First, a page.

Intimate landscapes have over the years gradually become my own passion. I am also no longer waiting for dramatic sunrises. I prefer to spend these early hours in my bed.
Everyone knows about the big cities, but smaller towns are an equally important part of the Swedish experience. With a new year upon us, The Local rounds up 10 of the most romantic Swedish towns to visit in 2018. Time to start planning.
Recently voted Södermanland county’s most beautiful place, Trosa is only an hour’s drive from Stockholm but it’s a different world compared to the big city. Flanked by the sea, islands and forest, this spot is a popular summer destination and a favourite among tourists in the region, and looking at the storybook buildings as well as the scenery it’s easy to understand why.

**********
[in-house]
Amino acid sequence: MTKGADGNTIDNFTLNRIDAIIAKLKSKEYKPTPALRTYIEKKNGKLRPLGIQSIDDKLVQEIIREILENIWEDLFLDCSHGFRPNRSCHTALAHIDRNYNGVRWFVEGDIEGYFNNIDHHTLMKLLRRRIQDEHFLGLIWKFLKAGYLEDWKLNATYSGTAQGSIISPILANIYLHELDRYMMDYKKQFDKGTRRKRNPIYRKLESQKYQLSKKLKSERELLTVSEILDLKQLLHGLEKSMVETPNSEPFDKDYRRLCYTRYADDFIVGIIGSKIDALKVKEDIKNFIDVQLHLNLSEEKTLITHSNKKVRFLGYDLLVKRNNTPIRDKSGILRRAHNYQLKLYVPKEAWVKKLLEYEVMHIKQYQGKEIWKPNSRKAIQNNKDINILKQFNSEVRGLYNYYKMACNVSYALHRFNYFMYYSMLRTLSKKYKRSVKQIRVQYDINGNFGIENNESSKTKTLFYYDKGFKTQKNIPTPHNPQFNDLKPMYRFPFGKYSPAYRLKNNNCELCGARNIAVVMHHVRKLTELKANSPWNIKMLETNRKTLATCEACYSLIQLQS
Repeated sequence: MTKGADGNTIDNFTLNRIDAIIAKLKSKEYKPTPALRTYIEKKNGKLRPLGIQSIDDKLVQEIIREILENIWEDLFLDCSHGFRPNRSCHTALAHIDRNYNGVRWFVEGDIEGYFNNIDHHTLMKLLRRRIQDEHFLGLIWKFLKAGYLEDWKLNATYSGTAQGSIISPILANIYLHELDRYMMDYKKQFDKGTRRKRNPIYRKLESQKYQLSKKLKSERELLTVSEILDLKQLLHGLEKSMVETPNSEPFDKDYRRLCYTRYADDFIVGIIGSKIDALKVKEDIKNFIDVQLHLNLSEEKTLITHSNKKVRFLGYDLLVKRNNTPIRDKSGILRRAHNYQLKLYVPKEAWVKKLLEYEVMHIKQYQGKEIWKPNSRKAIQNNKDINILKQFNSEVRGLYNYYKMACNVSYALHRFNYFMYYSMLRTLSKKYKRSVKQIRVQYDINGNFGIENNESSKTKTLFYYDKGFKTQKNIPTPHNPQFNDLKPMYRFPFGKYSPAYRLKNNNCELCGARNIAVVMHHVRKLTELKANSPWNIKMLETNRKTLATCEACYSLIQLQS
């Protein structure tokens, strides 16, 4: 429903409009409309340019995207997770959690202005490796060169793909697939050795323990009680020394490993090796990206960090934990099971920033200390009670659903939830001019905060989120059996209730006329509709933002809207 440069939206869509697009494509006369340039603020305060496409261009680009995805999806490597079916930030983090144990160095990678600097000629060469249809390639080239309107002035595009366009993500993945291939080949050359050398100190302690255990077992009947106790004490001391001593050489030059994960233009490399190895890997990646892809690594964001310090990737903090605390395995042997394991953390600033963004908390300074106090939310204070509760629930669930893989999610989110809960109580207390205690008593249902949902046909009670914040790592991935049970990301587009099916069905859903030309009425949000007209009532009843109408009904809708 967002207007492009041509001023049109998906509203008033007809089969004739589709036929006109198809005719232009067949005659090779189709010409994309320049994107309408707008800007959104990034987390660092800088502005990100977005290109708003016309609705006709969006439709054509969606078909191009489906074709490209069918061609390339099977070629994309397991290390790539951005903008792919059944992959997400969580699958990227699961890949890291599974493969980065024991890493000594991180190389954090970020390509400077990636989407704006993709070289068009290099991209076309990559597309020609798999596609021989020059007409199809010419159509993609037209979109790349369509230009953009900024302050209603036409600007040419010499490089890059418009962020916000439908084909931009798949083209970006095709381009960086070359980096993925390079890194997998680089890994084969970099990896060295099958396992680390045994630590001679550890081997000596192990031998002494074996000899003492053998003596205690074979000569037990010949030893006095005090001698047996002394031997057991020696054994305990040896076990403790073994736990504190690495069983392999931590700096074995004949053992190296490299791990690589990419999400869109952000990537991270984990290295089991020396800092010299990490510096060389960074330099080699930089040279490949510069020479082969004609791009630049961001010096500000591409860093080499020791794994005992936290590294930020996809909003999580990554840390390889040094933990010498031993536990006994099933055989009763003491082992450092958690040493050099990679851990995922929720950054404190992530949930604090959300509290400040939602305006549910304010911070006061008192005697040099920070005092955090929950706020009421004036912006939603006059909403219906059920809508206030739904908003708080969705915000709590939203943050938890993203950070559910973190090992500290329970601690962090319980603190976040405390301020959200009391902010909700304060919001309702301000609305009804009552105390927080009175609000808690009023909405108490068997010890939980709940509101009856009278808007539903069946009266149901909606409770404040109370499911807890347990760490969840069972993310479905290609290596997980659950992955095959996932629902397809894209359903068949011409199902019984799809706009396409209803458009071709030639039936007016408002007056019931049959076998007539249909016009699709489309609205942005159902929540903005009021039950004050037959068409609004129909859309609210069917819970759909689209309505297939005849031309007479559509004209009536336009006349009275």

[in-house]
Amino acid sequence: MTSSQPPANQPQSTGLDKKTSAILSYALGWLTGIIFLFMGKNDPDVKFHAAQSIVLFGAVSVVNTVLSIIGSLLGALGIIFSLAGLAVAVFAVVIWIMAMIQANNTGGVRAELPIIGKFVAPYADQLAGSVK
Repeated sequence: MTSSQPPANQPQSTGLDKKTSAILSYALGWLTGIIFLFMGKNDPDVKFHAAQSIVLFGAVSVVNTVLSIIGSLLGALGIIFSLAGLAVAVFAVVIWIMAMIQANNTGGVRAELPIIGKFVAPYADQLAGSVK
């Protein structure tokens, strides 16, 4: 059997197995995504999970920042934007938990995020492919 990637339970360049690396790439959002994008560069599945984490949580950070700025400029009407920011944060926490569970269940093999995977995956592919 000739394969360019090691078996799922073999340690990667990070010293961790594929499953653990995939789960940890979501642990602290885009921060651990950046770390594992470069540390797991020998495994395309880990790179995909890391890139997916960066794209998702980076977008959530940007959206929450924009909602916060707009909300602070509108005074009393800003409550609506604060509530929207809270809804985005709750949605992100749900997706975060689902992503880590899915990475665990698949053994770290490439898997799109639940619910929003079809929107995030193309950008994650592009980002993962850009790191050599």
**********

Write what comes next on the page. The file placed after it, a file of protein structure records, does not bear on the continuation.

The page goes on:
Another town by the water, this time on Sweden’s second biggest lake Vättern, Vadstena is an ancient place known for having a remarkably well preserved castle from the time of Gustav Vasa.
A photo essay reflecting on my 2017 travels to over a dozen countries on four continents.
2017 was an odd year for me. It was the least amount I have traveled since I started traveling full time in 2007. I “only” stepped foot in 14 countries this year. I did make the most of it as I visited 27 new UNESCO World Heritage Sites this year (plus 1 that was added this year which I previously visited). I also managed to visit over a dozen National Park Service sites in the US on various domestic trips I took.